Russia ⁠Ax1Le⁠ Sergey Rykhtorov Rifler 7 July 2019[18]
Kazakhstan Hobbit⁠ Abay Khasenov In-Game Leader 27 June 2020[19]
Russia groove Konstantin Pikiner Coach 28 September 2020[20]

Former players[edit]

Nat. ID Name Join date Leave date
Russia Dosia Mikhail Stolyarov 8 January 2016 2 December 2019
Kazakhstan mou Rustem Telepov 8 January 2016 2 December 2019
Russia mir Nikolay Bityukov 27 May 2018 26 September 2019
Kazakhstan dimasick Dmytro Matvienko 14 October 2018 1 October 2019
Russia wayLander Jan Rahkonen 8 January 2016 18 April 2016
Russia spaze Ivan Obrezhan 19 April 2016 24 September 2016
Russia hooch Dmitry Bogdanov 8 January 2016 2 October 2016
Ukraine Zeus Daniil Teslenko 12 October 2016 9 August 2017
Russia seized Denis Kostin 6 February 2018 26 May 2018
Kazakhstan AdreN Dauren Kystaubayev 8 January 2016 1 December 2018
Ukraine bondik Vladyslav Nechyporchuk 31 December 2018 18 March 2019

Notable achievements[edit]

Bold denotes a CS:GO Major


  • 1st CIS Minor Championship - Columbus 2016[21]
  • 1st Adrenaline Cyber League[22]
  • 1st Acer Predator Masters Season 3[23]
  • 1st DreamHack Winter 2016


League of Legends[edit]

Gambit Esports
Short nameGMB
GameLeague of Legends
Founded14 January 2013
LeagueEU LCS (2013–2015)
LCL (2016–present)
Team historyMTG (2011)
Team Empire (2011)
Moscow Five (2011–2012)
Gambit Gaming (2013–2015)
Gambit.CIS (2016–2017)
Gambit Esports (2018–present)
Based inMoscow, Russia
Head coachIgors "ATRemains" Radkevič
ManagerVladimir "Kayos" Ivanov
AnalystEvgeny "Seigimitsu" Podlobnikov


EU LCS (2013–2015)[edit]

On 10 January 2013, the now-defunct esports organisation Moscow Five released their League of Legends roster; this was in part due to the arrest of their CEO Dmitry Smilianets in July 2013, which left the organisation with a lack of funding for several months.[29] Four days later, on 14 January, it was announced that Gambit Gaming had acquired the former M5 roster.

Marking their first appearance in an offline event as Gambit Gaming, in late January 2013, the Russian team would compete in IEM Season VII - Global Challenge Katowice as one of the eight qualified teams. Gambit Gaming would go 1–2 in the group stage, winning against MYM, while losing to Curse Gaming EU and Azubu Blaze. Because of this, the round robin had a tie between MYM, Gambit and Curse Gaming EU, all of whom went 1–2. A time coefficient was used to break the tie, giving Gambit Gaming a spot in the semi-finals. Gambit Gaming, as the underdogs, would defeat Azubu Frost 2–0, then go on to take first place by knocking out Korean powerhouse Azubu Blaze, who they had lost to in the group stage. Gambit Gaming took home US$15,000 (~11,609 EUR) as well as a direct seed into the IEM World Championship.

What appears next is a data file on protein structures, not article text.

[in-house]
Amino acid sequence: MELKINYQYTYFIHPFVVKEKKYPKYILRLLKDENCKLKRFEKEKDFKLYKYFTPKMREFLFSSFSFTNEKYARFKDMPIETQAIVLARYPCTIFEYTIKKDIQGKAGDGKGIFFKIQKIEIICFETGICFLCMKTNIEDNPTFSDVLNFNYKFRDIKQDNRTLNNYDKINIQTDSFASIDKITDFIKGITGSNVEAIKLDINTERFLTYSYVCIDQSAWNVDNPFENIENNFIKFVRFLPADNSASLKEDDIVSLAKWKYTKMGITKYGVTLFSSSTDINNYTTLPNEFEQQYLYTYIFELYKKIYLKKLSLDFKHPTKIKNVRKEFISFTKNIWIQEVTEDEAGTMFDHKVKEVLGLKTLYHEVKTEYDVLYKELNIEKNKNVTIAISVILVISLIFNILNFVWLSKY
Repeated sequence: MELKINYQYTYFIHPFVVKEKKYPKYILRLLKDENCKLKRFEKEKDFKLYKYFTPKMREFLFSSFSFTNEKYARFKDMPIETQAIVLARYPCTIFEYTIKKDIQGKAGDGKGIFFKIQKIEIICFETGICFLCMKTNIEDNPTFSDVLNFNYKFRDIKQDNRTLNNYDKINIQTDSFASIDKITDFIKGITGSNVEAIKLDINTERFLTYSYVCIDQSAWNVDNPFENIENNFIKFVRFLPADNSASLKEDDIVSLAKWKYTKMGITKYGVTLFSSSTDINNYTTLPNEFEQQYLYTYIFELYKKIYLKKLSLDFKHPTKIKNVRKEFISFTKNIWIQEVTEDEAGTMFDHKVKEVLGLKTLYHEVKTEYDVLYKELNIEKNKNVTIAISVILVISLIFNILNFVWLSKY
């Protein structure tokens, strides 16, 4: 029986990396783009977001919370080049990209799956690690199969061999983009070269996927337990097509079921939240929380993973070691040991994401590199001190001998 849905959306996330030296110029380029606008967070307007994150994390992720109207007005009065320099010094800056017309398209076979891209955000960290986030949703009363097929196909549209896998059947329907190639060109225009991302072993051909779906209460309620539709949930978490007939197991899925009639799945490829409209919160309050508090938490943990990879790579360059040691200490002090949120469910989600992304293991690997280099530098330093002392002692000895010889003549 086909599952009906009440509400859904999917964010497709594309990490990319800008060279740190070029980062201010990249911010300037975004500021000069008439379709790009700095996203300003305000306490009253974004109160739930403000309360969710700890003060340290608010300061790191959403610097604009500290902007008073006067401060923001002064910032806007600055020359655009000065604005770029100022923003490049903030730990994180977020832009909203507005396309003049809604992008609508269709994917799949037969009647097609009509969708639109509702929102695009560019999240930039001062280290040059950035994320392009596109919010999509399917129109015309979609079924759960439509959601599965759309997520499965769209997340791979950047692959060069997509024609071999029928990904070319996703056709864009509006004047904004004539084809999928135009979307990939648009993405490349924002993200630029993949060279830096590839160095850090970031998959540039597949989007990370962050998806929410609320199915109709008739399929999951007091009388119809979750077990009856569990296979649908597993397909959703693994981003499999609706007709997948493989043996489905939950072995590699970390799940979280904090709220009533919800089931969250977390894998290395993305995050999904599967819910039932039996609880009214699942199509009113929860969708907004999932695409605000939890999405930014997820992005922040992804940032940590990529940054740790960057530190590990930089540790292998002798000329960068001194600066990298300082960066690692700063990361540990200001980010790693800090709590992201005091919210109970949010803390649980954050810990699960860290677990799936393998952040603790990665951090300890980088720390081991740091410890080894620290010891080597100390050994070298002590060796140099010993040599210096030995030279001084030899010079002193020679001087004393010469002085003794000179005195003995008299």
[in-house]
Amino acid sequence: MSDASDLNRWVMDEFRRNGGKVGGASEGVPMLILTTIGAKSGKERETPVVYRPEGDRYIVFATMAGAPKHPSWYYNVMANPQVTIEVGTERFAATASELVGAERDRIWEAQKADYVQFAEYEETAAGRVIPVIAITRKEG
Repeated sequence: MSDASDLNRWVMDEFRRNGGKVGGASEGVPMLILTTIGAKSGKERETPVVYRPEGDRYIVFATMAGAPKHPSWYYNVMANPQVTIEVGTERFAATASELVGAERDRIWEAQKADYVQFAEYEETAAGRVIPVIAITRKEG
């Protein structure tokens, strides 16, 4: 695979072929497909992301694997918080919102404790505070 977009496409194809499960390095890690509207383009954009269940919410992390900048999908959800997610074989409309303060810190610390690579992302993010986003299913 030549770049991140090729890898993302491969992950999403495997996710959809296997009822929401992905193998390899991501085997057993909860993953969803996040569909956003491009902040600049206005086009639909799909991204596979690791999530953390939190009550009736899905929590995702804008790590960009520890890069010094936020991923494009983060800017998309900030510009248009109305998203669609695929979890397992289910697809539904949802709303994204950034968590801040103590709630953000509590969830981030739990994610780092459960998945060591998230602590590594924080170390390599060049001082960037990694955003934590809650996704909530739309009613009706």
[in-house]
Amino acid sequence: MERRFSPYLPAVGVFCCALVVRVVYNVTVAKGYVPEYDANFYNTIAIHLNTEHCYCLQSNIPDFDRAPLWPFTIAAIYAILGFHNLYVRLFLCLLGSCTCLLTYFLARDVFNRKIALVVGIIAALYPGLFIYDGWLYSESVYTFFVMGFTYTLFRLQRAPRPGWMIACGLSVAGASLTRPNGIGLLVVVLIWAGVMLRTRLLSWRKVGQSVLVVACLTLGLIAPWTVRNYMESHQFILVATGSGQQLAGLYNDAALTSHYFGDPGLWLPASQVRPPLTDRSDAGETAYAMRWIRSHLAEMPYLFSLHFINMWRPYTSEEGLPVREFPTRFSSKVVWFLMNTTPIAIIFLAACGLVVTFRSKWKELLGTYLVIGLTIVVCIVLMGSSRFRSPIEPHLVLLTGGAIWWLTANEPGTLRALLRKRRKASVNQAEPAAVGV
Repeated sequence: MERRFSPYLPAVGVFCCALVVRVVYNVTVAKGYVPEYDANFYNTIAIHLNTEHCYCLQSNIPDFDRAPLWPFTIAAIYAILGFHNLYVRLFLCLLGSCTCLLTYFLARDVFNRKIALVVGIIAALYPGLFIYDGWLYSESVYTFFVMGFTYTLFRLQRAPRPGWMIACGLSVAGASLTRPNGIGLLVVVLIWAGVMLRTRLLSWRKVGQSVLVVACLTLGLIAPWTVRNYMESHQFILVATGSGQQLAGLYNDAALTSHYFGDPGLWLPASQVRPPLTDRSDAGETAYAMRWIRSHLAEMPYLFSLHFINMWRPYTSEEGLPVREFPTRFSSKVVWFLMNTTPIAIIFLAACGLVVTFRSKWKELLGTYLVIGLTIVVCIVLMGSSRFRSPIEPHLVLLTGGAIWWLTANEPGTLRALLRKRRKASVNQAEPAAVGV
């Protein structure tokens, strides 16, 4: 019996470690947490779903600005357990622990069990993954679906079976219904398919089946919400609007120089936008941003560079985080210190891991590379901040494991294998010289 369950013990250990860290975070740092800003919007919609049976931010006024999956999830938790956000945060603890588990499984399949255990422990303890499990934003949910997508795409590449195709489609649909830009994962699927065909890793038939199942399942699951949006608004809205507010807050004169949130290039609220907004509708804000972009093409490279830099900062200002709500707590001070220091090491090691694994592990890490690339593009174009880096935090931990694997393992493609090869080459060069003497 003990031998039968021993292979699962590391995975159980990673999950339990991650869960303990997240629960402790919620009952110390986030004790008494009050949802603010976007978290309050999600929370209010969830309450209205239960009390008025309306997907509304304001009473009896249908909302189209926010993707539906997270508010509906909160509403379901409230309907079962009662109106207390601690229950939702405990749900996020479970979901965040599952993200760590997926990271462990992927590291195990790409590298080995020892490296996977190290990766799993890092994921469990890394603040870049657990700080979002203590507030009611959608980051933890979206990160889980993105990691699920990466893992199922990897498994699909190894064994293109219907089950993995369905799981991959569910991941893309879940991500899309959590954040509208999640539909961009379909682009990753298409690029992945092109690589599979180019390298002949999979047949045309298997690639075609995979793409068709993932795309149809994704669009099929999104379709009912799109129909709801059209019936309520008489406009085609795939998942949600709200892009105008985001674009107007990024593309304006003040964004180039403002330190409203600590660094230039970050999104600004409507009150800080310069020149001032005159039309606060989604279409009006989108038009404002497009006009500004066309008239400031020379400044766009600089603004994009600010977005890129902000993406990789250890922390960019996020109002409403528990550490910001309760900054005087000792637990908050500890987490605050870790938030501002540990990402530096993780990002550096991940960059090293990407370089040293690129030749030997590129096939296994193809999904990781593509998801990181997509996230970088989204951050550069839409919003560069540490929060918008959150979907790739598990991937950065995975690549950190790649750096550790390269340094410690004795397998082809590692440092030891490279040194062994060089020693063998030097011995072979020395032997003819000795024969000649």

Having qualified as Moscow Five, Gambit Gaming would compete in the European Season 3 League of Legends Championship Series. Gambit would be a highly respected threat throughout Spring, being one of the most feared teams to play. They would complete the European Spring LCS Split in 2nd place, with a record of 21–7. This ensured their LCS spot for the summer split portion of the league. They would then take second place in the Season 3 EU Spring Playoffs, losing 2–3 to Fnatic in the final.

Gambit attended the IEM Season VII - World Championship in Hannover, Germany in March. The team dominated their group, going undefeated with a 5–0 score, placing them in the semi-finals. They then faced CJ Entus Frost and lost the set 2–1, knocking Gambit out of the tournament and seeing them finish in 3rd overall.